As It All Comes Rushing Back…

Delving into the effects of COVID-19 on students’ mindsets and goals as school begins.


Students file into the pep rally on the first day of school.

Since the emergence of Covid-19, people have asked the question: How can there be learning without sickness? During 2020, there were mask wearers and virtual learners, until the development of a gracious and long-awaited vaccine against the nasty Coronavirus. Thankfully, because of this improvement, most students are returning to school and retrieving a semblance of their former lives, pre-pandemic. Now, the question is: How have students and their lives changed because of the previous tumultuous year?

Tatum Powell, a junior at Denmark High School, is one of the students who braved in-person learning and put her education above all else. “I’ve always needed direct instruction to help me learn best, rather than online resources, and I knew I wouldn’t perform well in my classes if I didn’t do that for myself,” said Powell. She didn’t regret this decision because it allowed academic success. Plus, the sight of her friends’ faces dispelled any fear she might have.

The struggles of 2020 brought what was important into Tatum’s foreground. She didn’t discover her specific destiny in life, but she produced this nugget of knowledge, “I’m not fully sure what I want to end up doing, but I do know that I want to get the best grades I can and get into a good school after I graduate.” Although tough times occasionally made Tatum forget her ideals, she managed to make it through the worst. School is in swing again, full of people and life, the kind of bustle that motivates action. As a result of that, Tatum is able to participate in the lively antics of theatre, going into overdrive with extended hours in drama camp.

Another current junior at Denmark High School followed a completely different path than Tatum. Quinn Surette attended Forsyth Virtual School for the year 2020-21. She is immuno-compromised and desperate not to catch Coronavirus, so virtual was the way to go. Quinn admitted, “My last full year of school was eighth grade, so now I’m an 11th grader who feels like a 9th grader. It’s kind of hard getting used to the fact that I’m gonna be a senior looking at colleges next year.” But, she is vaccinated now and comfortable roaming the hallways of Denmark! Loneliness plagued her last year, but she wasn’t subjected to the anxiety of vulnerability. Plus, they were able to see friends within a bubble, so it wasn’t all bad.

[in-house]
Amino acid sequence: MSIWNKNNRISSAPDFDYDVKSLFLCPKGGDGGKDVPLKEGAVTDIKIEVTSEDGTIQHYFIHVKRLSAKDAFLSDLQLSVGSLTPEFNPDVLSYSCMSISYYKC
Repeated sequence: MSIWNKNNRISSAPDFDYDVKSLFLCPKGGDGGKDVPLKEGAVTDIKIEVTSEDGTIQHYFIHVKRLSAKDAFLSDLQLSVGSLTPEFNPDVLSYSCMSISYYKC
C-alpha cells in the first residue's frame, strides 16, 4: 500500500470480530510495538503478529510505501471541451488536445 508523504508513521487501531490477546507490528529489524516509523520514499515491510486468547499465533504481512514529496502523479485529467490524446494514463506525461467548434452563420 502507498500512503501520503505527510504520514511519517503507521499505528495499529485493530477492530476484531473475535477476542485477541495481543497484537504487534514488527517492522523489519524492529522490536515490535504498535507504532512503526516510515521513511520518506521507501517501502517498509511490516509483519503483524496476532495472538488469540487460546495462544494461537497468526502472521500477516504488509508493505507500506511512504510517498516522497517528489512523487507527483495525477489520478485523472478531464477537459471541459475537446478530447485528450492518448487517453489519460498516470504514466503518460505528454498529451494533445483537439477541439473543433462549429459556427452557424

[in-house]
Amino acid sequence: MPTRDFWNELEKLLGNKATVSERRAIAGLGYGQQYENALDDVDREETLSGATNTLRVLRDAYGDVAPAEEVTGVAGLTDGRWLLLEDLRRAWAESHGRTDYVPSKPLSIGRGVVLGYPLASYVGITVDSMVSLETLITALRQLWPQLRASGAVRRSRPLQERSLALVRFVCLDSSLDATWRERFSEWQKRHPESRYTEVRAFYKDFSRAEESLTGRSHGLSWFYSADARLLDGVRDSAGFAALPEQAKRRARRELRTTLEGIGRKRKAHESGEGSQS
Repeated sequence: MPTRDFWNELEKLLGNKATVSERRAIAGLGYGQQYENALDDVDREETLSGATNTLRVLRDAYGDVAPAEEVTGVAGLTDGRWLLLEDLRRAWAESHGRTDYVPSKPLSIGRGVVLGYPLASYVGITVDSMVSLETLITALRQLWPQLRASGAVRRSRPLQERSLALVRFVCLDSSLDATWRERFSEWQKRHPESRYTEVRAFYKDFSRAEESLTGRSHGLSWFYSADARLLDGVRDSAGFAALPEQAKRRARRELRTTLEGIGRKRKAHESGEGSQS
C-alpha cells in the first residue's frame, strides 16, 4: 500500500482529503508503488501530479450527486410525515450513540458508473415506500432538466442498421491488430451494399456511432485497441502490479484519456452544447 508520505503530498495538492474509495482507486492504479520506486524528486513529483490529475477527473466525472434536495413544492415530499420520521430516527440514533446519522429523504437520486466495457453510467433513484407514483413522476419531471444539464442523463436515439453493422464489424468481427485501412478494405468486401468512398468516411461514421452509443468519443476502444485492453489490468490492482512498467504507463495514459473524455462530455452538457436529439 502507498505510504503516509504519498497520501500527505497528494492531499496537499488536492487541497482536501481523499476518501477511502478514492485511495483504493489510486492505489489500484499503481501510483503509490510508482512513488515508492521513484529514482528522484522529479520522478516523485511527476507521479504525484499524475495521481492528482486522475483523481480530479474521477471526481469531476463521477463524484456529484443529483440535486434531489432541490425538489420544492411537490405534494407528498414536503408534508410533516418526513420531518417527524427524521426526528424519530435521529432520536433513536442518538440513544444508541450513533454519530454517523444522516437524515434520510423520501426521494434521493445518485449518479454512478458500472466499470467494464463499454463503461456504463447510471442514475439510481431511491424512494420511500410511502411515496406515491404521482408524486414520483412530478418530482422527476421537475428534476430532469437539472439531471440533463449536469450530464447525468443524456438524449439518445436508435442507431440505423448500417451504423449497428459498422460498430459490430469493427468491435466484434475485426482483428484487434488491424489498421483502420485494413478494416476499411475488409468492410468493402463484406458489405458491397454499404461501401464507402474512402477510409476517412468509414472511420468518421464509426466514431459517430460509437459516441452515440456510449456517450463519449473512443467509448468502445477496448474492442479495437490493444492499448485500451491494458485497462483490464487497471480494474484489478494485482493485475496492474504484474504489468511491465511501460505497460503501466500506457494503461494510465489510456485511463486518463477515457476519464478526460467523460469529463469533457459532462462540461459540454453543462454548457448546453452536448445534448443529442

Being a virtual student completely changed Quinn’s perspective on life. She gained confidence, realizing that social judgements are shallow and fleeting. “I used to really care about what people thought of me, but after this past year without seeing all of those people at school who would judge me, none of those people matter. The only thing that matters is getting the grades you need for college,” said Surette. According to her mother, Colleen, Quinn was able to hone her time management and organization during isolation. Goals were also reaffirmed in the Surette household. Before the pandemic, marketing and fashion were interests of Quinn, and Mrs. Surette told, “Quinn still wants to go to college for fashion marketing, and COVID helped her realize how much she likes this career option.” They are now able to be actively involved with the marketing pathway at school and are on the path to attaining their dreams.

Both Tatum and Quinn are excited for experiences that they have previously been unable to attend, including school dances. Tatum gave a general cheer for school dances with, “I’ve only ever been to one school dance, minus the 8th grade formal, and I love going to school dances; they’re always so fun and I’m glad I can finally do it again.” Quinn was more specific, clarifying that she’s raring to go to homecoming and eager to find out what prom is all about. She already brought her prom dress in anticipation of the occasion. Mrs. Surette spoke more broadly and with great enthusiasm, telling of her hopes for Quinn. “I want her to go to sports games, play in band concerts, and experience all that high school has to offer!” In this massive return to in-person congregation, there are opportunities for fun aplenty…along with the obvious benefits of being taught directly.


(Tatum’s pronouns are she/her and Quinn’s pronouns are she/they).